FTC Targets Publishers Clearing House Dark Patterns” in Sweeping Order

Yesterday, the FTC announced an $18.5 million settlement with Publishers Clearing House (PCH), a marketing company known for using sweepstakes to sell magazine subscriptions. In its 52-page complaint, the FTC alleges PCH used purported dark patterns” to promote product purchases, failed to disclose total costs, misrepresented its privacy practices, and used misleading email headers in violation of Section 5 and the CAN-SPAM Act. The order prohibits the company from making specific misrepresentations regarding sweepstakes entries, includes mandatory disclosure requirements, and requires consumer data deletion, among other provisions.

The case represents the FTC’s second dark patterns” action in the past week (see also the FTC’s complaint against Amazon), signaling that this issue remains at the forefront of the FTC’s enforcement agenda. (See here and here for more context and analysis on dark patterns.”)

The Complaint

According to the FTC, PCH engaged in deceptive dark patterns” such as:

  • Multiple entry forms and call-to-action” buttons that told consumers they were registering for sweepstakes but in reality directed consumers to e-commerce sites, where they were encouraged to purchase products. Consumers had to click on an additional call-to-action” button to complete sweepstakes entry, which didn’t appear until consumers finished scrolling through the e-commerce site.
  • Subsequent emails telling consumers they must complete another final step” in order to be eligible to win prizes, when in fact no such final step” was necessary. Clicking on the link to complete the final step” led consumers to more e-commerce sites and other call-to action” buttons to enter the sweepstakes.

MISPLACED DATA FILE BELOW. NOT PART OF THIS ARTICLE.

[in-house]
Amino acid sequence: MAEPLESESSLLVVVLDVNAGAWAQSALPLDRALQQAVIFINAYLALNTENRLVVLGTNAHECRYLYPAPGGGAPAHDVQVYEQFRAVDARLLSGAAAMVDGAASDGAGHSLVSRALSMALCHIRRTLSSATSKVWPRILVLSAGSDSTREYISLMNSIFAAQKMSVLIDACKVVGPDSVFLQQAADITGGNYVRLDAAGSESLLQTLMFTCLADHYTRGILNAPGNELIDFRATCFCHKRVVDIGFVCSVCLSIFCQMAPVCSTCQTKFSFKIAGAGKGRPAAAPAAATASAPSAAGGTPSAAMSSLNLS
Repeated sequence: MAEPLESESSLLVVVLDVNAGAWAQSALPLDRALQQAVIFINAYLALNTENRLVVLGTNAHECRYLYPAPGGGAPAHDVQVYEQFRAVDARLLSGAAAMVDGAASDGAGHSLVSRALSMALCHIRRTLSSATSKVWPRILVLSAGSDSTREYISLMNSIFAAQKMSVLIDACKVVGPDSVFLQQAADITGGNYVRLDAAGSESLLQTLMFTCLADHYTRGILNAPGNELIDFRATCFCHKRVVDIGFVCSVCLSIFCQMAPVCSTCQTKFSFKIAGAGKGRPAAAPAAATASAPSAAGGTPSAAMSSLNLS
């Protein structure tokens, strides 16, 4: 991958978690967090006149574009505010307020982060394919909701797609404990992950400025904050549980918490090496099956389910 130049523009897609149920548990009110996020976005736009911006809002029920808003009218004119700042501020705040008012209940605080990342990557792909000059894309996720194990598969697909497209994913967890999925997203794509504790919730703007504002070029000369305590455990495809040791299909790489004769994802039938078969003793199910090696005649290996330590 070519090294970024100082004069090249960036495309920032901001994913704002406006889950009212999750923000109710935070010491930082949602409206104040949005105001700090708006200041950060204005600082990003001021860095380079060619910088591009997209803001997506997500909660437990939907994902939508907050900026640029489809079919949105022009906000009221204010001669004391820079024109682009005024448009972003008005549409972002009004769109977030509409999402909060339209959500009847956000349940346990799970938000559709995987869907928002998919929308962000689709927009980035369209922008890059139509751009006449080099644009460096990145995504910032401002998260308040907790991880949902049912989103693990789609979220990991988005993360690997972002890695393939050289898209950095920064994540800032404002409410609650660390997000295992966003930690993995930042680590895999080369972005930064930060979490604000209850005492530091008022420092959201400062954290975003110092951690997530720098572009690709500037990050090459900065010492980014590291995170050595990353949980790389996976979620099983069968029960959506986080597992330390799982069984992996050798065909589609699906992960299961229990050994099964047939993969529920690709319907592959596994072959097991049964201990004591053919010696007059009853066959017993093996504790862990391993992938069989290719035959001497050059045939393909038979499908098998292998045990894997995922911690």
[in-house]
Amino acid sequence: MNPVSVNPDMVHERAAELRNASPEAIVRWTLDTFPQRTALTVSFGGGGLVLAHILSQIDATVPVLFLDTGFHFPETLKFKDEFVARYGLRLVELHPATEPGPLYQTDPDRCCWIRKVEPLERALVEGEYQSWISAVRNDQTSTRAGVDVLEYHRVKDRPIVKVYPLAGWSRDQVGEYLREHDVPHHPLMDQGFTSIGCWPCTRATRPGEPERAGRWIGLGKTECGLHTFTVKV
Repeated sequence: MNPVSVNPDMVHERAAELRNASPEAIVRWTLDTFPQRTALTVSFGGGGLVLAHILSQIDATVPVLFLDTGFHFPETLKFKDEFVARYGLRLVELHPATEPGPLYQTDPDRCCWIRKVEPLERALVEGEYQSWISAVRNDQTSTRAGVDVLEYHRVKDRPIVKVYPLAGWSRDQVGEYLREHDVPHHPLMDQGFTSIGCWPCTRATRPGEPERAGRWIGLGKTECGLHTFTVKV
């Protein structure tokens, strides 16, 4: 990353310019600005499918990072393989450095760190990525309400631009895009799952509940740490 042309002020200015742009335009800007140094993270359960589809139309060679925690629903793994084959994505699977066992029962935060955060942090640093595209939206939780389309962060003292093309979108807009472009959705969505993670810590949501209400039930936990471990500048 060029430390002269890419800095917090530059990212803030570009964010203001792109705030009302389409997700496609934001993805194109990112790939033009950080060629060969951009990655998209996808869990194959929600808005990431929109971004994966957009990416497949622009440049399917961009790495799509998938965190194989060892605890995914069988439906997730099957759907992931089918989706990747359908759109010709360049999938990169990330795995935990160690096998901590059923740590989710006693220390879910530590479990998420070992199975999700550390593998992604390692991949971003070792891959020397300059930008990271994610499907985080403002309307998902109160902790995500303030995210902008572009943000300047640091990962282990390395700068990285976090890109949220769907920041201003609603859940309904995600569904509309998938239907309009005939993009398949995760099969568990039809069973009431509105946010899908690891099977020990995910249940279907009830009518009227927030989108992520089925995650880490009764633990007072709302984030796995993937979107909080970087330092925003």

• Use of language and website design elements to conflate the sweepstakes entry process with the product ordering process. For example, naming the sweepstakes entry form the Official Order-Entry Form” or classifying consumers as Preferred Customers” or Presidential Preferred Customers” if they placed product orders. According to the FTC, this led consumers to believe they could increase their chances of winning prizes if they bought products from PCH, which is prohibited by state laws.
  • Website notifications and design elements that hindered consumers from completing sweepstakes enrollment if they hadn’t purchased any products.
  • Order summary pages and emails that didn’t include total costs, including shipping and handling charges or applicable taxes, or that included the costs in a way designed to obscure them from view. The FTC noted that shipping and handling costs were typically around 41% of product costs and could be as high or higher than 100% of product costs, and that PCH executives were well aware that many customers experienced shipping and handling sticker shock.”
  • Disclosures – such as the disclosure that no purchase is necessary” that companies are required to make when promoting sweepstakes – made in light-colored typeface and included below the frame” of the webpage, meaning consumers had to scroll down all the way to the bottom (and past the prominent Continue” button) to see them.